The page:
A genetically engineered drug made by a Fremont biotechnology company that was hailed as a breakthrough in the treatment of heart failure when it was approved in 2001 might actually raise patients’ risk of dying soon after treatment, researchers say.
Pooling results from three studies, the researchers found that hospitalized patients given nesiritide appeared much more likely to die in the first month after treatment than those given traditional medication such as nitroglycerin or dummy pills.
The intravenous drug has been given to more than 600,000 patients nationwide. Nesiritide, sold as Natrecor, is made by Scios, a Fremont company that became a Johnson & Johnson subsidiary in 2003.
“The public should be very alarmed,” said Dr. Jonathan D. Sackner-Bernstein, a cardiologist at North Shore University Hospital in Manhasset, N.Y., and lead author of the study, which appears in today’s Journal of the American Medical Association. He said a large, rigorous study is needed to answer safety questions.
Johnson & Johnson spokesman Mark Wolfe called the analysis inconclusive and said nesiritide is safe and highly effective.
Dr. Robert Temple, director of the Food and Drug Administration’s drug evaluation office, said there is “not a convincing case for increased mortality, but we will be looking at all available data.”
The researchers acknowledged that the studies were small and not designed to examine increased death risks, so it is possible the results were just a chance finding.
They said they considered the possibility that nesiritide simply prolonged the lives of patients who would have otherwise died earlier, and they do not believe that explains their findings.
The analysis follows a study last month linking nesiritide to an increased risk of kidney problems. Scios announced last week that it is convening a panel of outside experts to review those concerns.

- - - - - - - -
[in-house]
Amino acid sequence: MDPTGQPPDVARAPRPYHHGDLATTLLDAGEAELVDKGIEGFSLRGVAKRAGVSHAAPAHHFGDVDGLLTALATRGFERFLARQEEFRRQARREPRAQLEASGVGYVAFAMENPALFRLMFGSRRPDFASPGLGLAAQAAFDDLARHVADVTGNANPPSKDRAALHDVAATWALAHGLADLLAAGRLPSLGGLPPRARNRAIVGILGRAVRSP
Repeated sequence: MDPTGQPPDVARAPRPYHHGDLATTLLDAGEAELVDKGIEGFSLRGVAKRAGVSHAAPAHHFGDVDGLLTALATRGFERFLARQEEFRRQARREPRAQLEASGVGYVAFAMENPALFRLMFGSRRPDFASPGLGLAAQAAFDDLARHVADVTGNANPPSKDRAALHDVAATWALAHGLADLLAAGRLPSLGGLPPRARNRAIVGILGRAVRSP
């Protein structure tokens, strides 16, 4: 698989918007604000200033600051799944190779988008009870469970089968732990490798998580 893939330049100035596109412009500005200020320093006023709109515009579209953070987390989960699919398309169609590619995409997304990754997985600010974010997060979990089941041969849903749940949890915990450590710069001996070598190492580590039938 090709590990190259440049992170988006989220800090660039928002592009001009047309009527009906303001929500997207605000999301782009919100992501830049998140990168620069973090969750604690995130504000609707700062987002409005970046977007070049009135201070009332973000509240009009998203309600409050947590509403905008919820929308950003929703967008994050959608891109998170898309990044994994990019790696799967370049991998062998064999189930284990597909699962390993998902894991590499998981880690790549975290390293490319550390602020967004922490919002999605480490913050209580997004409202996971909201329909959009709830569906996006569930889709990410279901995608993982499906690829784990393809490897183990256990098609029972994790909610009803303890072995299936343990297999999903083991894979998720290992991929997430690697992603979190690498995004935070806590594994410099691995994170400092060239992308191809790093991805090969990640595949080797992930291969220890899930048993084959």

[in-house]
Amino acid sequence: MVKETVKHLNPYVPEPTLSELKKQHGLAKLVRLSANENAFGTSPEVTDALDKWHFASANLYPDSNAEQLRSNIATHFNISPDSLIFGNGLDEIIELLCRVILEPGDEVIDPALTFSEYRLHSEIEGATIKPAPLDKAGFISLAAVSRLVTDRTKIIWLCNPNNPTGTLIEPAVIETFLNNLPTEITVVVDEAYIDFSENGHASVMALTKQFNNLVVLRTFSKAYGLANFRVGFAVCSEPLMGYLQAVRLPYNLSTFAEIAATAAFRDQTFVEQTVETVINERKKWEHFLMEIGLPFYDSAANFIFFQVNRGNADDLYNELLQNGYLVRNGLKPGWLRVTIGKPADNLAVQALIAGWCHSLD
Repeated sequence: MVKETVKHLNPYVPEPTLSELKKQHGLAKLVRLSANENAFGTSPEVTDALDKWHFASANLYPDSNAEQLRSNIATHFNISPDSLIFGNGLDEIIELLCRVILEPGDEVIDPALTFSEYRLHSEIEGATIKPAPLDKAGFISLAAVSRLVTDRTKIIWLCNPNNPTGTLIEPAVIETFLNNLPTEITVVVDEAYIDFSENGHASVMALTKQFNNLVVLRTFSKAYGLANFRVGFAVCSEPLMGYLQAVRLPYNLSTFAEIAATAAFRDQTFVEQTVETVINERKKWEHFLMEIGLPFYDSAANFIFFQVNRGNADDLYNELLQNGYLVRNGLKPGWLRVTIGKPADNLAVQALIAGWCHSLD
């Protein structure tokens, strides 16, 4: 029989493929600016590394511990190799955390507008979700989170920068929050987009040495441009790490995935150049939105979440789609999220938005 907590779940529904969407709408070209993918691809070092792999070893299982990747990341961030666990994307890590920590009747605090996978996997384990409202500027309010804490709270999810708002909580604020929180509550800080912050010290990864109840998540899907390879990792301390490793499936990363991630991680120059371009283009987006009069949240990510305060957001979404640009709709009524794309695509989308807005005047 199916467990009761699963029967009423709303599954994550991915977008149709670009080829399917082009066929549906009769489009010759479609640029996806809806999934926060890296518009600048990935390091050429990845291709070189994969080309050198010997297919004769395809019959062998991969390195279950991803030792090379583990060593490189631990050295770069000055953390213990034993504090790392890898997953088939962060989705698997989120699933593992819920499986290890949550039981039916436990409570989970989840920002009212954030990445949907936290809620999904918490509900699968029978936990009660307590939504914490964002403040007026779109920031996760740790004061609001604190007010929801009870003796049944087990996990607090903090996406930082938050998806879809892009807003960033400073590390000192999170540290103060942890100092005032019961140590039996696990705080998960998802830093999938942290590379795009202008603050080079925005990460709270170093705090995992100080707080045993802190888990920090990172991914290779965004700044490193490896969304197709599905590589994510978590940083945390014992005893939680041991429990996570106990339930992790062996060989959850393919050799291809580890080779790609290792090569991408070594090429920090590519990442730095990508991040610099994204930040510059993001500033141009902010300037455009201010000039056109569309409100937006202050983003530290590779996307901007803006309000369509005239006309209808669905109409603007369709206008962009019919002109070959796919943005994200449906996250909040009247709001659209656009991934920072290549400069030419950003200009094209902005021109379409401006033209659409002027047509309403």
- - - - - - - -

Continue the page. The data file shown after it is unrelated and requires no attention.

The FDA saw much of the data on higher death rates before it approved the drug. The warning label on nesiritide already mentions the potential for low blood pressure, kidney problems and more deaths than are seen with nitroglycerin.
In the pooled analysis, 35 of 485 nesiritide patients, or 7.2 percent, died within 30 days of treatment, compared with 15 of 377 patients, or 4 percent, given other drugs. That 80 percent increased risk of death is higher than found in previous studies and would translate into thousands of deaths nationwide, Sackner-Bernstein said.
Sackner-Bernstein has done consulting work for GlaxoSmithKline, which owns rights to market nesiritide in Europe. His daughter owns stock in Johnson & Johnson.
Natrecor was the first new drug in a decade approved to treat heart failure, which affects about 5 million Americans and is diagnosed in more than half a million people nationwide each year. It is designed to treat the frightening breathing problems that often accompany heart failure and is a laboratory version of a hormone hearts produce to ease breathing. Skeptics say it is unclear whether nesiritide is better than old standbys like nitroglycerin.
Dr. Steven Nissen, a Cleveland Clinic heart specialist who said he was the lone dissenter on an FDA advisory committee that recommended approval of the drug, said: “If it really does increase the risk of death, then this is a major public health issue.”
Dr. Rose Marie Robertson, chief science officer for the American Heart Association, said the AHA would review the latest findings. But she added: “I don’t think there’s sufficient data here to alarm patients or to alarm physicians.”